- David Pauley: Pauley is perhaps the forgotten man in this trade, although there's probably a reason for that. The right-hander threw just 19 2/3 innings for the Tigers after the trade, allowing 10 runs on 26 hits and six walks with just 10 strikeouts. Pauley was ulimately released by the Tigers the following spring and appeared in just 16 2/3 innings for the Angels and Blue Jays last year.
- Charlie Furbush: Furbush floundered in Seattle's rotation in 2011, posting a 6.62 ERA in 10 starts. He thrived when moved to a bullpen role in 2012, however, thanks in large part to trading his curveball-changeup mix for a devastating slider to complement his heater. A triceps strain cost him a month of action last season, but when he was healthy he dominated lefties (.404 OPS) and held right-handed hitters in check as well (.637 OPS). Furbush can be a key bullpen piece in Seattle for a long time; he's not eligible for arbitration until the 2014-15 offseason, and he's under team control through 2017.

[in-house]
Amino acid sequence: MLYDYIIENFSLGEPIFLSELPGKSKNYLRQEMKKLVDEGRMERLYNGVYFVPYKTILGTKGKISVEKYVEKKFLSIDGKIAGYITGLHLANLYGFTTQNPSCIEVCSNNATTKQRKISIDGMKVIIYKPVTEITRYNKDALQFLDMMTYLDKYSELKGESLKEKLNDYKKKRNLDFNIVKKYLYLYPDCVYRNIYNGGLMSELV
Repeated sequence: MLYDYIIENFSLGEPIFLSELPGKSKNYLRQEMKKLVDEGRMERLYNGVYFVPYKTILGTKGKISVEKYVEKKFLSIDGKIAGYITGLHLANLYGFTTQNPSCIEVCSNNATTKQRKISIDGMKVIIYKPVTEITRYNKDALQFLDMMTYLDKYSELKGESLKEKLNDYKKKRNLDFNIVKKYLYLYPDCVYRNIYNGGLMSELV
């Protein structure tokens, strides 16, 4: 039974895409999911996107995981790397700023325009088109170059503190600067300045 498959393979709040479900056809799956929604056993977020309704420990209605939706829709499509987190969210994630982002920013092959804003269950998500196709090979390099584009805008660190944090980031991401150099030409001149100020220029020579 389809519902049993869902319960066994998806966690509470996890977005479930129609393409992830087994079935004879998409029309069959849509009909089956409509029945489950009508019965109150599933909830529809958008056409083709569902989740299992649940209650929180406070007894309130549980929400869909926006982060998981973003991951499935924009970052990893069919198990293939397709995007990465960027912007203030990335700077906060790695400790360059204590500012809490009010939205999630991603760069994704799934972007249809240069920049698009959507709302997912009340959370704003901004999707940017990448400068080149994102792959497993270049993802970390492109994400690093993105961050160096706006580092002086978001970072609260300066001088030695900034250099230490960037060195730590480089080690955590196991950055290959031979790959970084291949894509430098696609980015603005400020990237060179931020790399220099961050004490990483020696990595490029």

- Casper Wells: Wells brought a good amount of power and some excellent defense to the Mariners. He clubbed 17 homers in addition to a .225/.304/.406 batting line (102 OPS+) and was eight runs above average in 893 innings for Seattle, per The Fielding Bible. Wells is capable of handling all three outfield positions, but the Mariners made the questionable decision to designate him for assignment last week to give Jason Bay a chance.
The Prospect Side